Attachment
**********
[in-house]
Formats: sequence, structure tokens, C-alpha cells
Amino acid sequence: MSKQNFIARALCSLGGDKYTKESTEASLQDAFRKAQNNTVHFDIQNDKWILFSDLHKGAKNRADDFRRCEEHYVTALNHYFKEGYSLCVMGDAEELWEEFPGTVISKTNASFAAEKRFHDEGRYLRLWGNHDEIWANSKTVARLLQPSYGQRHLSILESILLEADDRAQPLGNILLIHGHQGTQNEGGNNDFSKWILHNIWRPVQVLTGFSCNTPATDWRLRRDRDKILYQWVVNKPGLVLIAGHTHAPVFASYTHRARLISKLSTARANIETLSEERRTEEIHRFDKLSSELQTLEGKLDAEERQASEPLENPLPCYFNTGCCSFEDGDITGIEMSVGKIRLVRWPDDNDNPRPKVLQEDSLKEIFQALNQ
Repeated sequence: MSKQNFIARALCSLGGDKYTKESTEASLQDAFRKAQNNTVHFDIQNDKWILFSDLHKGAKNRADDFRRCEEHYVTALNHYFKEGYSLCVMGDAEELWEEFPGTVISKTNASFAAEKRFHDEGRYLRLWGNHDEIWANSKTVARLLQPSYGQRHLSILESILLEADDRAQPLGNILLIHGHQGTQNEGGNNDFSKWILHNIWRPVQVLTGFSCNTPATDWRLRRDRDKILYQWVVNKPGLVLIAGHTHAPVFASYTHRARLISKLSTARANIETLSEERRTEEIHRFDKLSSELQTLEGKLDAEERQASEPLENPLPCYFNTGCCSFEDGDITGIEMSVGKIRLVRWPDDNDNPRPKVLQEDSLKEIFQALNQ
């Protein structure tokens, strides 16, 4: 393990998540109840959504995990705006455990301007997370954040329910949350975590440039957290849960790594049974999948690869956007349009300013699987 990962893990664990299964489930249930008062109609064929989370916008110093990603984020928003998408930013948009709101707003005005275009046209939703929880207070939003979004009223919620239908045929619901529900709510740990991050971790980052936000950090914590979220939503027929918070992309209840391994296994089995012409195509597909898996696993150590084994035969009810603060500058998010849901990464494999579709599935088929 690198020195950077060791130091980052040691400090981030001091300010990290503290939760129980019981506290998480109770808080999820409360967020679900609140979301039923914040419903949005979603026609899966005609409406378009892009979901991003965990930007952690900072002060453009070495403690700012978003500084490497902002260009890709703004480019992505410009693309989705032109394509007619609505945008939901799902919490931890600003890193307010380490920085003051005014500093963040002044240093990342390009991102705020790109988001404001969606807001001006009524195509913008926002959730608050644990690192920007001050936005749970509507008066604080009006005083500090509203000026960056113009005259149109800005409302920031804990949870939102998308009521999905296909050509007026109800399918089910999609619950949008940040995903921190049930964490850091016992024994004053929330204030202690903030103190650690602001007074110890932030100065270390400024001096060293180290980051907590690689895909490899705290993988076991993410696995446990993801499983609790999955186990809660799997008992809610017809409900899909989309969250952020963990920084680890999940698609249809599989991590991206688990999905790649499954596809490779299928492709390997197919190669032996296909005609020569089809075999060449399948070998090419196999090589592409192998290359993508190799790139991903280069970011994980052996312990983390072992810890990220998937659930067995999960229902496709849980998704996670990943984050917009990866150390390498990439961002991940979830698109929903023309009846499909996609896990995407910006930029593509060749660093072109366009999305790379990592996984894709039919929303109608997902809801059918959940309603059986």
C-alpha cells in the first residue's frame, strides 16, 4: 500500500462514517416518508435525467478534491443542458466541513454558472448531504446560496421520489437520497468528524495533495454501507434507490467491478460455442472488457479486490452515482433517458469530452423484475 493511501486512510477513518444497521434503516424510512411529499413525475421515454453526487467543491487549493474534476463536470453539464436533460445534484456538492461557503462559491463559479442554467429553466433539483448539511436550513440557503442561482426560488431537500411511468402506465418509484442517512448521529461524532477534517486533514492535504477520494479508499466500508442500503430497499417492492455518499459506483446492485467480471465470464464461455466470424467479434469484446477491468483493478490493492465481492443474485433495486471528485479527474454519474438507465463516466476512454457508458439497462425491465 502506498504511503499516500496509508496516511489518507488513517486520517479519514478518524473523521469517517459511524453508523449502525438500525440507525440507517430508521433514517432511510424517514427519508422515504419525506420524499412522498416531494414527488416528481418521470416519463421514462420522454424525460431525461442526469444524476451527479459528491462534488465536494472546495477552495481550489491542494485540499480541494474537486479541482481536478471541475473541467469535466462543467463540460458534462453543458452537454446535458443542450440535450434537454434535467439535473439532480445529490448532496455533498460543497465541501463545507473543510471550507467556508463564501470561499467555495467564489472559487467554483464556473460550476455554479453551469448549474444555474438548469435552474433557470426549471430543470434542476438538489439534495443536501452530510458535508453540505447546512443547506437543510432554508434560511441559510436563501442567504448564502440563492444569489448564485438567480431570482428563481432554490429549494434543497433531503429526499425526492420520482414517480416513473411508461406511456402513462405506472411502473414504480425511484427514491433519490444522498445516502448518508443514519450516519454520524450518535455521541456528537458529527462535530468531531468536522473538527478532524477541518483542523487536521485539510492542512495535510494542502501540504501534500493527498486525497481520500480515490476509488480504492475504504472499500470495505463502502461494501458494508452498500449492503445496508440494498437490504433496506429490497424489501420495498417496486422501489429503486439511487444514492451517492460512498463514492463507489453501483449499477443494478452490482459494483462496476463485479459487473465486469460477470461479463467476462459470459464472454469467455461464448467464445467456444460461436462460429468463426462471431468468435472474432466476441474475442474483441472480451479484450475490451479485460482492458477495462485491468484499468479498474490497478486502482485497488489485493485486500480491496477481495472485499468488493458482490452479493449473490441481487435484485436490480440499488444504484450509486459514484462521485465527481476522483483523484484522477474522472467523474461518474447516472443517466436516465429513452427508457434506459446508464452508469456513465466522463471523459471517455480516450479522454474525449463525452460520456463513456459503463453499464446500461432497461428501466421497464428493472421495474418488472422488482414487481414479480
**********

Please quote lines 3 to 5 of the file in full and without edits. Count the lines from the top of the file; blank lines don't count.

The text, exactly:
Amino acid sequence: MSKQNFIARALCSLGGDKYTKESTEASLQDAFRKAQNNTVHFDIQNDKWILFSDLHKGAKNRADDFRRCEEHYVTALNHYFKEGYSLCVMGDAEELWEEFPGTVISKTNASFAAEKRFHDEGRYLRLWGNHDEIWANSKTVARLLQPSYGQRHLSILESILLEADDRAQPLGNILLIHGHQGTQNEGGNNDFSKWILHNIWRPVQVLTGFSCNTPATDWRLRRDRDKILYQWVVNKPGLVLIAGHTHAPVFASYTHRARLISKLSTARANIETLSEERRTEEIHRFDKLSSELQTLEGKLDAEERQASEPLENPLPCYFNTGCCSFEDGDITGIEMSVGKIRLVRWPDDNDNPRPKVLQEDSLKEIFQALNQ
Repeated sequence: MSKQNFIARALCSLGGDKYTKESTEASLQDAFRKAQNNTVHFDIQNDKWILFSDLHKGAKNRADDFRRCEEHYVTALNHYFKEGYSLCVMGDAEELWEEFPGTVISKTNASFAAEKRFHDEGRYLRLWGNHDEIWANSKTVARLLQPSYGQRHLSILESILLEADDRAQPLGNILLIHGHQGTQNEGGNNDFSKWILHNIWRPVQVLTGFSCNTPATDWRLRRDRDKILYQWVVNKPGLVLIAGHTHAPVFASYTHRARLISKLSTARANIETLSEERRTEEIHRFDKLSSELQTLEGKLDAEERQASEPLENPLPCYFNTGCCSFEDGDITGIEMSVGKIRLVRWPDDNDNPRPKVLQEDSLKEIFQALNQ
């Protein structure tokens, strides 16, 4: 393990998540109840959504995990705006455990301007997370954040329910949350975590440039957290849960790594049974999948690869956007349009300013699987 990962893990664990299964489930249930008062109609064929989370916008110093990603984020928003998408930013948009709101707003005005275009046209939703929880207070939003979004009223919620239908045929619901529900709510740990991050971790980052936000950090914590979220939503027929918070992309209840391994296994089995012409195509597909898996696993150590084994035969009810603060500058998010849901990464494999579709599935088929 690198020195950077060791130091980052040691400090981030001091300010990290503290939760129980019981506290998480109770808080999820409360967020679900609140979301039923914040419903949005979603026609899966005609409406378009892009979901991003965990930007952690900072002060453009070495403690700012978003500084490497902002260009890709703004480019992505410009693309989705032109394509007619609505945008939901799902919490931890600003890193307010380490920085003051005014500093963040002044240093990342390009991102705020790109988001404001969606807001001006009524195509913008926002959730608050644990690192920007001050936005749970509507008066604080009006005083500090509203000026960056113009005259149109800005409302920031804990949870939102998308009521999905296909050509007026109800399918089910999609619950949008940040995903921190049930964490850091016992024994004053929330204030202690903030103190650690602001007074110890932030100065270390400024001096060293180290980051907590690689895909490899705290993988076991993410696995446990993801499983609790999955186990809660799997008992809610017809409900899909989309969250952020963990920084680890999940698609249809599989991590991206688990999905790649499954596809490779299928492709390997197919190669032996296909005609020569089809075999060449399948070998090419196999090589592409192998290359993508190799790139991903280069970011994980052996312990983390072992810890990220998937659930067995999960229902496709849980998704996670990943984050917009990866150390390498990439961002991940979830698109929903023309009846499909996609896990995407910006930029593509060749660093072109366009999305790379990592996984894709039919929303109608997902809801059918959940309603059986």